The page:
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3 opportunities and obstacles for digital health in advancing VBC

By Kennedy GoodePrianca Pai

August 29, 2022

    Digital health can be an integral component to any value-based care (VBC) strategy. Without a virtual component, it's hard to imagine how population health leaders can improve quality, reduce costs, and achieve necessary scale and efficiency.

    Here are three outsized opportunities for digital health to advance VBC and the obstacles that leaders should avoid in order to see long-term success in risk-based arrangements.

    The opportunities (and potential obstacles) for digital health

    1. Scale access to team-based care

    In VBC, services like chronic disease management, psychosocial support, and medication reconciliation are fundamental to managing increasingly complex patient populations. However, many physicians don't have the training to perform these tasks, most of which are also far below top-of-license.

    Traditional in-person care models struggle to scale access to behavioral health practitioners, pharmacists, and care managers. Digital health platforms can address this gap and connect patients with the necessary care in-between visits and at their convenience.  

    Obstacle: Siloed care across digital point solutions

    While digital health solutions can better enable wraparound care, lack of coordination among the care team could limit success. A patient today may receive a virtual visit through a vendor covered by their health plan, behavioral health support through a direct-to-consumer platform, and care management through their employer's benefits package. Important patient information such as medical history and medication lists can fall through the cracks as patients navigate from point solution to point solution.

    Looking ahead: Providers, payers, and vendors will compete to platform these services and become a one-stop-shop to advance a VBC strategy.

    2. Accurately identify rising and high-risk patients

    Offering high-touch support to all at-risk patients undermines efforts to reduce the total cost of care and spreads organizational resources too thin. Digital health tools and data analytics have the potential to more accurately identify and proactively target patients who could benefit from lower-cost, higher-frequency virtual care.

    Obstacle: Offering digital solutions for the healthy, wealthy, and activated

    Many organizations offer wearables and digital platforms to improve patients' health—but often those solutions target the "worried well". Wellness solutions can ensure that low-risk patients remain low-risk, but digital solutions that will generate cost savings for the most vulnerable and costly patients should get priority. This could include remote patient monitoring for rising-risk polychronic patients or electronic patient-reported outcomes tools for cancer patients.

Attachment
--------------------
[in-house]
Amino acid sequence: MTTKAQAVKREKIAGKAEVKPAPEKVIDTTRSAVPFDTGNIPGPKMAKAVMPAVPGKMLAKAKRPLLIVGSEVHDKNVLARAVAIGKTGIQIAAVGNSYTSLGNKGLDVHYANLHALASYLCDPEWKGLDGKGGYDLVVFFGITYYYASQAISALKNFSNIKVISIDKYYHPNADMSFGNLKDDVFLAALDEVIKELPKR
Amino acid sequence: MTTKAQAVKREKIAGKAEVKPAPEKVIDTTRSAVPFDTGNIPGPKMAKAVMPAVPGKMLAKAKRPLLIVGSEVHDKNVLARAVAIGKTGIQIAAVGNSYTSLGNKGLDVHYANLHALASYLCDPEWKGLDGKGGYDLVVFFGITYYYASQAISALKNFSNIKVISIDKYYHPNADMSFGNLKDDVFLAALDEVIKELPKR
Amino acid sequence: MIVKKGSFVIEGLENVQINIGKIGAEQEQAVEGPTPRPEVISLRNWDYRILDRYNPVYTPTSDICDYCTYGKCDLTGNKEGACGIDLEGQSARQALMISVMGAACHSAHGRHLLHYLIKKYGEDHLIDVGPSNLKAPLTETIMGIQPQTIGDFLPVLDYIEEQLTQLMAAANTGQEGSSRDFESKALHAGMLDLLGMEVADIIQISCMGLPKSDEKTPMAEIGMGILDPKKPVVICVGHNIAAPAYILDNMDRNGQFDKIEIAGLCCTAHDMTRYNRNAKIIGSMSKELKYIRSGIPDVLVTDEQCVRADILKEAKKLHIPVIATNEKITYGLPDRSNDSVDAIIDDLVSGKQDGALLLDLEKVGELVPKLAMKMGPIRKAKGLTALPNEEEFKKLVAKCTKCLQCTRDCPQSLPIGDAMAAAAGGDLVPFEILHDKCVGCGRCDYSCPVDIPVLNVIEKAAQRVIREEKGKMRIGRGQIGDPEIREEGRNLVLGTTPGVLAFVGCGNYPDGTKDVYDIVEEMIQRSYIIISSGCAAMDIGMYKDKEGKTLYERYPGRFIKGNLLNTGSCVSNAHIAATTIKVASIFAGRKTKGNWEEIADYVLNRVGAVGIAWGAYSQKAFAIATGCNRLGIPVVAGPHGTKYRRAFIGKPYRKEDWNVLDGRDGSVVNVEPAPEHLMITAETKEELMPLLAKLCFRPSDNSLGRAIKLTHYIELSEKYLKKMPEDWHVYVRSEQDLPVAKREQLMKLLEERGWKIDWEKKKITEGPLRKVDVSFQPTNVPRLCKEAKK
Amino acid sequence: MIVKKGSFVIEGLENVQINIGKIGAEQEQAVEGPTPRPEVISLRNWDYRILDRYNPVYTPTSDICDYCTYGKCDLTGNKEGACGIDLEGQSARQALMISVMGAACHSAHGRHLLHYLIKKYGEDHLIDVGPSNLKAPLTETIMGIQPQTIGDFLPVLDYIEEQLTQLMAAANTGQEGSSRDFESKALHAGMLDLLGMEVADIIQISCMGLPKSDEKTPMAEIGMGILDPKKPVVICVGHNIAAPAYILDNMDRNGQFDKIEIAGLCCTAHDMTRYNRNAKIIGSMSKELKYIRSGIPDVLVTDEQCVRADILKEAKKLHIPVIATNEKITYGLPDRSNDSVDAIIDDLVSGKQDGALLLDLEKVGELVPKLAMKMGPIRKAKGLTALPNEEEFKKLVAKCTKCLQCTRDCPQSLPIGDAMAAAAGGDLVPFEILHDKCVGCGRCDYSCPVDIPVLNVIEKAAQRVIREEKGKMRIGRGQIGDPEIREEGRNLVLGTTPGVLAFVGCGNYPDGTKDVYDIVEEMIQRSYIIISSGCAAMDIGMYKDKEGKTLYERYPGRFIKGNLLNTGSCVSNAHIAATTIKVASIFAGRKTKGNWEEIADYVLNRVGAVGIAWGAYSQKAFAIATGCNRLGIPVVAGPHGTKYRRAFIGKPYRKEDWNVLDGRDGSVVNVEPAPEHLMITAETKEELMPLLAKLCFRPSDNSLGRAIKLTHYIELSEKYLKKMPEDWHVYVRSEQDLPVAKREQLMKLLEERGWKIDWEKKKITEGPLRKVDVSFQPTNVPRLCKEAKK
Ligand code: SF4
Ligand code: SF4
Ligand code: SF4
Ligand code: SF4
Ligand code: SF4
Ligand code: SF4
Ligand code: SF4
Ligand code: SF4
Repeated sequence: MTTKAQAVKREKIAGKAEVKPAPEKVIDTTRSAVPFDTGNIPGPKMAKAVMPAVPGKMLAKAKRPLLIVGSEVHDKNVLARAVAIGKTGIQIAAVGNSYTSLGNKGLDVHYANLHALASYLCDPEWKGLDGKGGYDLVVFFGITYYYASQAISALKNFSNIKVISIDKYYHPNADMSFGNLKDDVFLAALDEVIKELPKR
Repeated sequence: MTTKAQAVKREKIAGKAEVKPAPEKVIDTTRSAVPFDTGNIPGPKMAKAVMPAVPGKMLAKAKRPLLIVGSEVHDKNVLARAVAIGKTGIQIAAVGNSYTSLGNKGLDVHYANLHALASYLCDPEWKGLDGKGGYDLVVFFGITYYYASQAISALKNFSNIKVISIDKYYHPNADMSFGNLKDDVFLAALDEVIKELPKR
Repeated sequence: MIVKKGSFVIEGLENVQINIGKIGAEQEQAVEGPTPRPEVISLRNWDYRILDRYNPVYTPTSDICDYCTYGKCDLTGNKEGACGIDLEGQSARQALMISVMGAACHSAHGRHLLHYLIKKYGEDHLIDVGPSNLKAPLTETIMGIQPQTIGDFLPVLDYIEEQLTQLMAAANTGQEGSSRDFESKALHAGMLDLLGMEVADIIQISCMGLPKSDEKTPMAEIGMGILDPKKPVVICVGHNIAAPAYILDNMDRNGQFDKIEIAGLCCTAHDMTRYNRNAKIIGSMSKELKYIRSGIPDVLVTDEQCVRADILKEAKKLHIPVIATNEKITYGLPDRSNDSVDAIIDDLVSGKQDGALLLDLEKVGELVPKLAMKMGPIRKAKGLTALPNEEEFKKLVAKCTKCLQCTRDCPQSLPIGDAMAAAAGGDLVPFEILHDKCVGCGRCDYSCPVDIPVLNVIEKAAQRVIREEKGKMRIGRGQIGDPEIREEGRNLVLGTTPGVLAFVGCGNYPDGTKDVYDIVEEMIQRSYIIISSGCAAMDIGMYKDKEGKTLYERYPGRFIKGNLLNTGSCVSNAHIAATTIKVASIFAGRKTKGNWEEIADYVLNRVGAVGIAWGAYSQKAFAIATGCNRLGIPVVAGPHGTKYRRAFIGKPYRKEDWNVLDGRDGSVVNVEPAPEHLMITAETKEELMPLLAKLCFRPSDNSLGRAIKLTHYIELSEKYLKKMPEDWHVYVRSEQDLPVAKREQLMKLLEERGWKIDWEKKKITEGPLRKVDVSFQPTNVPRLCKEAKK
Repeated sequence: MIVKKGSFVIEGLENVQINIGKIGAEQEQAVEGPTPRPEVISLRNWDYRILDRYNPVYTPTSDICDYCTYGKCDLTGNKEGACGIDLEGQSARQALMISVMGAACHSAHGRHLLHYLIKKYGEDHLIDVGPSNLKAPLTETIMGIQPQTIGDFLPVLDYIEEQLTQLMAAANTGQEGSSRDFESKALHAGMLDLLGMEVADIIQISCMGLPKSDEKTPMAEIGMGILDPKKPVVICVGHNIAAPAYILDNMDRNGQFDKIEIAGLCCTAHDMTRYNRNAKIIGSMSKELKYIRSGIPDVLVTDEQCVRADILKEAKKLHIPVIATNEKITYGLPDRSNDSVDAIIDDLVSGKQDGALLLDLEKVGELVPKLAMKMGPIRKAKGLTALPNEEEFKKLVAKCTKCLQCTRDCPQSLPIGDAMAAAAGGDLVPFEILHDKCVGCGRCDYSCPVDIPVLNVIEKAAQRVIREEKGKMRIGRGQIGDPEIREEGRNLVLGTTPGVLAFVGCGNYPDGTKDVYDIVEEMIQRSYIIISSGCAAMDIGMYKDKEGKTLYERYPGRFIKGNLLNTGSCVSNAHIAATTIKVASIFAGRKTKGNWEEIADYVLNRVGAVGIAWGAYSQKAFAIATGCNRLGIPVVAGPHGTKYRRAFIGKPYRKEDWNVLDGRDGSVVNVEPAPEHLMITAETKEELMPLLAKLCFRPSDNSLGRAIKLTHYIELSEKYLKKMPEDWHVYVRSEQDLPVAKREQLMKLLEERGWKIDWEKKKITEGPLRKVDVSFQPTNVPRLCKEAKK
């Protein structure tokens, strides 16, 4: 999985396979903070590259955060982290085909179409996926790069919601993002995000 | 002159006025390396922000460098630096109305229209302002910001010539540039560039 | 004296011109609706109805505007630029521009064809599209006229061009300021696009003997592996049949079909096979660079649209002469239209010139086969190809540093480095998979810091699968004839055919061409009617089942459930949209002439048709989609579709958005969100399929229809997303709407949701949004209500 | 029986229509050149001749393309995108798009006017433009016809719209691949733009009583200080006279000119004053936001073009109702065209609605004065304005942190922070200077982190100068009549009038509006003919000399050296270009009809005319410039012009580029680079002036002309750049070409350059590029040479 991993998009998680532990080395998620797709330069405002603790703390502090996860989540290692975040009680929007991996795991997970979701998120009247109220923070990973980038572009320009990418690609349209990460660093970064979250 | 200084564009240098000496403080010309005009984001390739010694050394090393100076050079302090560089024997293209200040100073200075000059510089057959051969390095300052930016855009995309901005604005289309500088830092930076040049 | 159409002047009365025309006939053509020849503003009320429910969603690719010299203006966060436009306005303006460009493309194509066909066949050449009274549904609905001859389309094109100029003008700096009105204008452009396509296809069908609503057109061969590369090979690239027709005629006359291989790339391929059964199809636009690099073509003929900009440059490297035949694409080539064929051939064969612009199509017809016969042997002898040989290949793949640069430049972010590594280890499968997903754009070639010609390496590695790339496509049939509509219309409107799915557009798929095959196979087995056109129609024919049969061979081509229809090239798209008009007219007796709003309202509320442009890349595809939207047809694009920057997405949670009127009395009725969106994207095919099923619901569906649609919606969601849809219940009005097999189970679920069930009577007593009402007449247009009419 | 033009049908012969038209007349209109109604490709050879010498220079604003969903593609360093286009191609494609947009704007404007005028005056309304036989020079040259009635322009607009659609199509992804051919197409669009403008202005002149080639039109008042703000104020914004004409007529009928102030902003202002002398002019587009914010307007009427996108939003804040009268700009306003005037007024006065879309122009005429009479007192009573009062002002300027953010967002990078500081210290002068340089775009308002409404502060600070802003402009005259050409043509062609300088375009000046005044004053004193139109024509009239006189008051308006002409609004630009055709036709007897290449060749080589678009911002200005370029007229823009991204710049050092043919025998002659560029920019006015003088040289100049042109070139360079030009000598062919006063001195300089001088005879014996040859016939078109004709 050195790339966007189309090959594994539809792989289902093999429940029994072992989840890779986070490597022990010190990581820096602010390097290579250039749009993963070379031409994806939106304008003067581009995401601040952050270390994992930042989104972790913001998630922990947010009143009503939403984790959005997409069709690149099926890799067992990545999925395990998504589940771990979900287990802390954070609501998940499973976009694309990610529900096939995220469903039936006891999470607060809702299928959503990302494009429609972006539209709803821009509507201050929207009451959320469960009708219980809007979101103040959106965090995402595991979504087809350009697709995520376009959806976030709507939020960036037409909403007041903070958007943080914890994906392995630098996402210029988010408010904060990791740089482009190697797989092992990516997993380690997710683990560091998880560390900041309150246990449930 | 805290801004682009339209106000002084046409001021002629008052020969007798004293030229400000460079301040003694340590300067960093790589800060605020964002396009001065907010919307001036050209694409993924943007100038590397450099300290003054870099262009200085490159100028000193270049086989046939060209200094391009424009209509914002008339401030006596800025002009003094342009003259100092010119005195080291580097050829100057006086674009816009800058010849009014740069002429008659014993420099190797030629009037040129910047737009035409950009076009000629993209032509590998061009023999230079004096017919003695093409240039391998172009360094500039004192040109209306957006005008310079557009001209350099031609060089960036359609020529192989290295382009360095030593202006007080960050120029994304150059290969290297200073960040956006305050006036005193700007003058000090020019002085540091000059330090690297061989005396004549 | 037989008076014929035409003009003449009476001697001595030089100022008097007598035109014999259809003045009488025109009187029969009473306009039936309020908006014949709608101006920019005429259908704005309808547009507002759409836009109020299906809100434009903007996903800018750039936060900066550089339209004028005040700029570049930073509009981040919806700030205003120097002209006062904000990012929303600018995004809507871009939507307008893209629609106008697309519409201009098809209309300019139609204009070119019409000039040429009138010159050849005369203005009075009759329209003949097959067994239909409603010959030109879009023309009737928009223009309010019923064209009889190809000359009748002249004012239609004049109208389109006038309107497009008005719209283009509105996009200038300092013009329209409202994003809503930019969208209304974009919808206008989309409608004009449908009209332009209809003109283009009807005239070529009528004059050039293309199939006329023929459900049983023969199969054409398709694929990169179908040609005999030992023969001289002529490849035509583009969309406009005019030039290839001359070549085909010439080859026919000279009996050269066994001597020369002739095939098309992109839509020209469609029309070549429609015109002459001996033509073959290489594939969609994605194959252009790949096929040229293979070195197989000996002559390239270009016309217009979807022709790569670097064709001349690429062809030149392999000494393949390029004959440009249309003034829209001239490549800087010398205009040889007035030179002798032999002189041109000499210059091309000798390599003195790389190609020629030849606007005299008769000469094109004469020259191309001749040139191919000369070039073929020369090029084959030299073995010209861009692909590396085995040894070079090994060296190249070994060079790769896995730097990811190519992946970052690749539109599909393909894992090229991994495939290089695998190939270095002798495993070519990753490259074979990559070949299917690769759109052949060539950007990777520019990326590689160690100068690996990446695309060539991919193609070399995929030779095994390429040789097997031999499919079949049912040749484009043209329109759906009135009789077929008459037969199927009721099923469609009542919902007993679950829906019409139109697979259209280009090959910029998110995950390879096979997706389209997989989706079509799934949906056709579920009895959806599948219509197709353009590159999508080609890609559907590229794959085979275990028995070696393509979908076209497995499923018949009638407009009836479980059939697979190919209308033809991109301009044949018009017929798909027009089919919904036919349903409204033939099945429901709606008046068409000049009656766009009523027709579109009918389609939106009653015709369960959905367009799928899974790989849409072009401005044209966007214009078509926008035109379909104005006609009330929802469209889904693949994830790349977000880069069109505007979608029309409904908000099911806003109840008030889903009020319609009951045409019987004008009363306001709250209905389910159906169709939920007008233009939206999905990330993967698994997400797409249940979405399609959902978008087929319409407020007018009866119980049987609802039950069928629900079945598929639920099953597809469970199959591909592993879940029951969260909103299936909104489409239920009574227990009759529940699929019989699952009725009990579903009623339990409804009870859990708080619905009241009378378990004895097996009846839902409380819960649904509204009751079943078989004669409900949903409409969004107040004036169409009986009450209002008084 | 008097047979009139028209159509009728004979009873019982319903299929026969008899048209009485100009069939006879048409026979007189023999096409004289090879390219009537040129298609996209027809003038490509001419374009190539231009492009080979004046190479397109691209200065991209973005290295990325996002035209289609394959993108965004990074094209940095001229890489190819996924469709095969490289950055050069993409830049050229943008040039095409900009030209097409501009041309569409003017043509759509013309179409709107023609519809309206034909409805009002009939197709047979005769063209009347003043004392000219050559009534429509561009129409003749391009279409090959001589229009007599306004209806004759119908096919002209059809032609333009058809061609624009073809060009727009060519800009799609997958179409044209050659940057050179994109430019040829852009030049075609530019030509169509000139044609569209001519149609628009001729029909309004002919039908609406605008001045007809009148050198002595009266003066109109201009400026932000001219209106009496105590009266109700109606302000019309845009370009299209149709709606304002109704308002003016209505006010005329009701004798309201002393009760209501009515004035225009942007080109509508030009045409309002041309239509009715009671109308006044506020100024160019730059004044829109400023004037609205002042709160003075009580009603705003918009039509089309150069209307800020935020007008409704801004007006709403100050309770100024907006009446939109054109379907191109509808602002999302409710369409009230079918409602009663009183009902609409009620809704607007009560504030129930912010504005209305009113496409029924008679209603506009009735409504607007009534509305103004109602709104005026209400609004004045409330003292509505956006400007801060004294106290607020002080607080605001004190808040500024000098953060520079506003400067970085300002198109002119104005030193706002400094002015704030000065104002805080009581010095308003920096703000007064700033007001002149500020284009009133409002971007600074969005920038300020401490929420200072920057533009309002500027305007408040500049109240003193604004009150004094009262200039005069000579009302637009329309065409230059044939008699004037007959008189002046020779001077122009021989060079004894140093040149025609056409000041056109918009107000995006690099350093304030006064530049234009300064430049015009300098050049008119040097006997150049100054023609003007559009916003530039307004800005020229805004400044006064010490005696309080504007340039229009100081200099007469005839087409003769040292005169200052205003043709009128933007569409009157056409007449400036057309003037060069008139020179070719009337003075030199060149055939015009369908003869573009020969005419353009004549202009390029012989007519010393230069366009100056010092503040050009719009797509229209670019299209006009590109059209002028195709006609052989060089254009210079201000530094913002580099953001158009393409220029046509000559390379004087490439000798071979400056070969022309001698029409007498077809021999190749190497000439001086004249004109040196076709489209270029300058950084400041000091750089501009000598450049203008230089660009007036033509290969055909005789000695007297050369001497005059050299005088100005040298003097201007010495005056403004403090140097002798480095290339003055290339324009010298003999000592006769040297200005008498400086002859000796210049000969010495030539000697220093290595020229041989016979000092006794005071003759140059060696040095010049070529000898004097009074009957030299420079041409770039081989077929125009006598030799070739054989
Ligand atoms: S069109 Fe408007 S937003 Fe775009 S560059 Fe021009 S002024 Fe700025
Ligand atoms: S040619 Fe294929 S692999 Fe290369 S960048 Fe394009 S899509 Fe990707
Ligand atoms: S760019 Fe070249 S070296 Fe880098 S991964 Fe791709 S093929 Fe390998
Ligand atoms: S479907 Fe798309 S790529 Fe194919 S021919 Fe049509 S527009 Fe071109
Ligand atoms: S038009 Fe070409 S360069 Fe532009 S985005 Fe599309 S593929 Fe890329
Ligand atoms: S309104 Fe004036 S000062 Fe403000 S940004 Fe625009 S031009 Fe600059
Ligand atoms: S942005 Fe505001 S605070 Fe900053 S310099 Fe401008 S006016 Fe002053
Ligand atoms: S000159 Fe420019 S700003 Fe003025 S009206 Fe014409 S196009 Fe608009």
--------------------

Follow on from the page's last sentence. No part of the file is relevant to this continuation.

Looking ahead: The challenge will be identifying the right balance of investments in preventative and wellness solutions and those for high-acuity patients to maximize cost savings.

    3. Navigate patients to higher quality, lower-cost sites of care

    Reducing total cost of care requires directing patients to preventative services and lower costs site of care. Organizations have consequently partnered with vendors who provide on-demand video visits or chat messaging for care navigation or to manage low-acuity conditions.

    For example, Cigna found that its virtual care users demonstrated 17% lower total medical costs and 36% net reduction in emergency department uses than its non-virtual users.

    Obstacle: Sustaining patient engagement

    While the cost savings of offering virtual visits are clear, virtual visits alone can't keep patients engaged throughout their care journeys. Organizations must invest in building out digital solutions along the care journey, from improved search to post-care services such as online follow-up scheduling, as incentives to drive ongoing engagement and help patients maintain healthy behaviors.

    Looking ahead: Organizations who can build high-end consumer experiences to activate patients to continuously engage in lower-cost care options across the care continuum will have a competitive edge in risk-based arrangements.

    The potential for digital health in VBC is growing as digital solutions start to capitalize on these opportunities. In a saturated market of nascent solutions, VBC leaders are tasked with identifying solutions with high utilization and satisfaction, and that demonstrate quality outcomes.

    It's tempting to pick the solutions that offer quick wins, but VBC is a long-term play. Leaders would be better positioned if they prioritized digital solutions that can prove they've overcome these three obstacles—solutions that successfully bridge siloes, accurately target high-risk populations, and sustain patient engagement long-term.

    Value-based care should be more than a buzzword by now


    Risk-based payment is progressing slowly but steadily for Medicare and Medicaid. The same can’t be said for commercial contracts, where it’s harder to find alignment between plans, providers, and employers on compressed timelines. But commercial risk is ultimately what will tip the industry toward value-based care or keep us in a world of hybrid incentives.

    We believe that commercial risk is complicated, but possible. To chart the course forward, we’ve collaborated with experts from across health care and analyzed a national database of commercial claims. Access our resources to learn how you can push the industry toward a new cost and quality standard.

    Access the resources

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